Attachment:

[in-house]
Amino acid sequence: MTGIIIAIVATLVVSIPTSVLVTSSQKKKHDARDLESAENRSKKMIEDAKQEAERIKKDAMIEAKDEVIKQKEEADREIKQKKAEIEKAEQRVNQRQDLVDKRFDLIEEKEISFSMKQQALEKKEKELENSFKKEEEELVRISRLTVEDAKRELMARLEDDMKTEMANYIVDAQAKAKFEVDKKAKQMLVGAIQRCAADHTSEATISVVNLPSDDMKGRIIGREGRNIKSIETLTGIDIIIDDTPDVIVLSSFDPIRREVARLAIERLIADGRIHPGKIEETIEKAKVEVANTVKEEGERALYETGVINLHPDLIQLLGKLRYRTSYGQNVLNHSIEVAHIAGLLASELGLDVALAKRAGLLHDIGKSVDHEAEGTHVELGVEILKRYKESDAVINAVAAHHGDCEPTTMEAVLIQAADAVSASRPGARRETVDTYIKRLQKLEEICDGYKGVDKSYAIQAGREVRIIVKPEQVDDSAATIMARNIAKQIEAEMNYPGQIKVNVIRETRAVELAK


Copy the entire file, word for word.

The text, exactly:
[in-house]
Amino acid sequence: MTGIIIAIVATLVVSIPTSVLVTSSQKKKHDARDLESAENRSKKMIEDAKQEAERIKKDAMIEAKDEVIKQKEEADREIKQKKAEIEKAEQRVNQRQDLVDKRFDLIEEKEISFSMKQQALEKKEKELENSFKKEEEELVRISRLTVEDAKRELMARLEDDMKTEMANYIVDAQAKAKFEVDKKAKQMLVGAIQRCAADHTSEATISVVNLPSDDMKGRIIGREGRNIKSIETLTGIDIIIDDTPDVIVLSSFDPIRREVARLAIERLIADGRIHPGKIEETIEKAKVEVANTVKEEGERALYETGVINLHPDLIQLLGKLRYRTSYGQNVLNHSIEVAHIAGLLASELGLDVALAKRAGLLHDIGKSVDHEAEGTHVELGVEILKRYKESDAVINAVAAHHGDCEPTTMEAVLIQAADAVSASRPGARRETVDTYIKRLQKLEEICDGYKGVDKSYAIQAGREVRIIVKPEQVDDSAATIMARNIAKQIEAEMNYPGQIKVNVIRETRAVELAK